# BDA3 Chapter 3 Exercise 6

Here’s my solution to exercise 6, chapter 3, of Gelman’s Bayesian Data Analysis (BDA), 3rd edition. There are solutions to some of the exercises on the book’s webpage.

## Theory

Suppose we have binomial data where both the number of trials $$N$$ and the success rate $$\theta$$ are unknown and to be estimated. Rafferty suggests the following hierarchical model:

\begin{align} y \mid N, \theta &\sim \dbinomial(N, \theta) \\ \theta &\sim \duniform(0, 1) \\ N \mid \mu &\sim \dpois(\mu) \end{align}

where the parameter $$\mu$$ is also unknown. Instead of putting a prior on $$\mu$$, it is suggested to define

\begin{align} \lambda &:= \mu \theta \\ p(\lambda) &\propto \frac{1}{\lambda} \end{align}

and to put a prior on $$\lambda$$. This is advantageous since $$\lambda$$ is the expected number of successes, which is easier to reason about than $$N$$ since we can actually observe it. The hierarchical structure allows us to be vague about the prior magnitude of $$N$$; an unconditional Poisson prior on $$N$$ could be a good idea if we had reason to believe it lies in the plausible range as defined by that prior. It is improper since its integral is the logarithm evaluated where it goes to infinity.

Let’s find the corresponding prior on $$N$$. First note that

\begin{align} p(\mu, \theta) &\propto p(\lambda, \theta) \cdot \begin{vmatrix} \theta & \mu \\ 0 & 1 \end{vmatrix} \\ &= \frac{1}{\lambda} \cdot \theta \\ &= \frac{1}{\mu}. \end{align}

It follows that $$p(\mu) \propto \mu^{-1}$$. Thus,

\begin{align} p(N, \mu) &= p(N \mid \mu) p(\mu) \\ &\propto \frac{\mu^N e^{-\mu}}{N!}\frac{1}{\mu} \\ &= \frac{\mu^{N-1} e^{-\mu}}{N!} \end{align}

From the definition of the Gamma function, it follows that

\begin{align} p(N) &\propto \int_0^\infty \frac{\mu^{N-1} e^{-\mu}}{N!} d\mu \\ &= \frac{1}{N!} \Gamma (N) \\ &= \frac{1}{N!} (N - 1)! \\ &= \frac{1}{N} . \end{align}

The joint posterior is

$p(N, \theta \mid y) \propto \frac{1}{N}\cdot \prod_{i = 1}^n \binom{N}{y_i} \cdot \theta^{\sum_{i = 1}^n y_i} (1 - \theta)^{nN - \sum_{i = 1}^n y_i} .$

and the marginal posterior is

\begin{align} p(N \mid y) &= \int_0^1 p(N, \theta \mid y) d\theta \\ &\propto \frac{1}{N}\cdot \prod_{i = 1}^n \binom{N}{y_i} \int_0^1 \theta^{\sum_{i = 1}^n y_i} (1 - \theta)^{nN - \sum_{i = 1}^n y_i} d\theta \\ &= \frac{1}{N}\cdot \prod_{i = 1}^n \binom{N}{y_i} \cdot \frac{\Gamma(1 + \sum_1^n y_i)\Gamma(1 + nN - \sum_1^n y_i)}{\Gamma(2 + nN)} \\ &= \frac{1}{N}\cdot \prod_{i = 1}^n \binom{N}{y_i} \cdot \frac{\left( \sum_1^n y_i \right)!\left( nN - \sum_1^n y_i \right)!}{(1 + nN)!} \end{align}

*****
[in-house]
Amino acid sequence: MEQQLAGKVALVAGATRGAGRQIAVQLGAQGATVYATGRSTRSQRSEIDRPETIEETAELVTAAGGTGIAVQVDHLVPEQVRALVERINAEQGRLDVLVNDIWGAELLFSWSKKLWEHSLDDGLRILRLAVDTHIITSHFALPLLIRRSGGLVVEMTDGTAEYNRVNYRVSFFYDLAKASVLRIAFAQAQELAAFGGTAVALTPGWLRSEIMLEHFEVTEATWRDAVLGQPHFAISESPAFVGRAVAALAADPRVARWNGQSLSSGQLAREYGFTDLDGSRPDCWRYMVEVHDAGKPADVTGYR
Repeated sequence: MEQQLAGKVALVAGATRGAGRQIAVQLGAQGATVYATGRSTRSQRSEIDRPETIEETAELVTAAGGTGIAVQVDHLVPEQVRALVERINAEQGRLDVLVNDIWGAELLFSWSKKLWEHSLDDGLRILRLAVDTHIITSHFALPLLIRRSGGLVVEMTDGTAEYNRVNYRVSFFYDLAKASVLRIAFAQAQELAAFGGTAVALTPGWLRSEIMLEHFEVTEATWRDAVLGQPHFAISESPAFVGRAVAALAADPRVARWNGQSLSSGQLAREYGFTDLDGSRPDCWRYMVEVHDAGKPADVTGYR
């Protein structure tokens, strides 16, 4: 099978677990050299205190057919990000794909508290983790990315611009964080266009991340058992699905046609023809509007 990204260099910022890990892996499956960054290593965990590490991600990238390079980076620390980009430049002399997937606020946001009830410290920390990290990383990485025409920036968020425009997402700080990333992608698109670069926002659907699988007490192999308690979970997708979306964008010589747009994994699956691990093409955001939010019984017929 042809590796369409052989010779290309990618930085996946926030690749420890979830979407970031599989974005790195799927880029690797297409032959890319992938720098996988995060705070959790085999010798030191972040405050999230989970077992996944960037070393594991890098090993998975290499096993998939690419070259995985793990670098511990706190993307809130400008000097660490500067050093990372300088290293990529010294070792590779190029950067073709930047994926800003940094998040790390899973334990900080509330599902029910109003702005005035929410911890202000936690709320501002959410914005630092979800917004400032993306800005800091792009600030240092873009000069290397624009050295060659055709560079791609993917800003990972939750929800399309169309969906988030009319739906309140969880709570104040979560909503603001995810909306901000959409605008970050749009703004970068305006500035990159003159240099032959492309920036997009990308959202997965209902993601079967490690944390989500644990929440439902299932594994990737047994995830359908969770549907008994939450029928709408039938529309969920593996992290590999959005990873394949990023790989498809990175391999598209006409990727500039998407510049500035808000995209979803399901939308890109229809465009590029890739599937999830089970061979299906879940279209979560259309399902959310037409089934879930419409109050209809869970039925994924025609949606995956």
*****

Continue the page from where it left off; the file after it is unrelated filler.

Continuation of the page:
## Example

Suppose we observe the following counts.

counts <- tibble(count = c(53, 57, 66, 67, 72))

We’d like to estimate the probability that $$N > 100$$. Stan can’t help us here because the algorithm it uses requires parameters to be continuous. I learned a lot from approximating the posterior on a suitable grid, so let’s do that.

Here’s our first computational problem: overflow.

counts$count %>% sum() %>% factorial() %>% log() Warning in factorial(.): value out of range in 'gammafn'  Inf The factorial function gets big very fast, but computers can only deal with a finite range. John Cook has a very useful post with several solutions to get around this problem. I couldn’t find a definitive answer on how to make efficient hash tables in base R, so I’ll just use vectors. # slow but exact logfactorial0 <- function(k) 1:k %>% log() %>% sum() # precalculated values lookup <- 1:256 %>% map(logfactorial0) # stirling approximation stirling <- function(k) (k + 0.5) * log(k) - k + 0.5 * log(2 * pi) + 1 / (12 * k) # 'efficient' implementation logfactorial <- function(k) { if (k == 0) { result <- 0 } else if (k <= 256) { result <- lookup[[k]] } else { result <- stirling(k) } return(result) } To convince ourselves our functions work correctly, we can look at a few examples. 1:4 %>% map(logfactorial) %>% map(exp) []  1 []  2 []  6 []  24 Now we can calculate the log of the factorial. The factorial itself though is still too large to be represented as a finite number. counts$count %>%
sum() %>%
logfactorial()
 1500.856

The log-factorial is enough for us to calculate the (unnormalised) log-density.

util <- function(N)
counts %>%
mutate(
logfac = map(count, logfactorial) %>% unlist(),
nlogfac = map(N - count, logfactorial) %>% unlist(),
logperm = logfactorial(N) - logfac - nlogfac
) %>%
summarise(
n = n(),
sum_count = sum(count),
sum_logperm = sum(logperm),
max_count = max(count)
) %>%
as.list()

joint_posterior <- function(N, theta) {
p <- util(N)
if (N < p$max_count) { density <- 0 } else { logdensity <- -log(N) + p$sum_logperm + p$sum_count * log(theta) + (p$n * N - p$sum_count) * log(1 - theta) density <- exp(logdensity) } return(density) } In order to approximate the posterior on a grid, we need a suitable grid. It’s only worth calculating this where the posterior is non-negligible. For a given $$N$$, the posterior can only have non-negligible density when $$\theta N$$ is near the range 50-75. We’ll broaden that a bit and restrict it to be in the range 35-90. grid_joint <- expand.grid( N = max(counts$count):5000,
theta = seq(0, 1, 0.01)
) %>%
as_tibble() %>%
filter(35 < N * theta & N * theta < 90) %>%
mutate(
unnormalised_density = map2(N, theta, joint_posterior) %>% unlist(),
normalising_constant = sum(unnormalised_density),
density = unnormalised_density / normalising_constant
) %>%
select(-unnormalised_density, -normalising_constant)

We can also calculate the marginal posterior of $$N$$.

marginal <- grid_joint %>%
group_by(N) %>%
summarise(mass = sum(density)) 

The posterior probability that $$N > 100$$ is then:

grid_joint %>%
filter(N > 100) %>%
summarise(mass = sum(density)) %>%
pull() %>%
percent()
 "95.6%"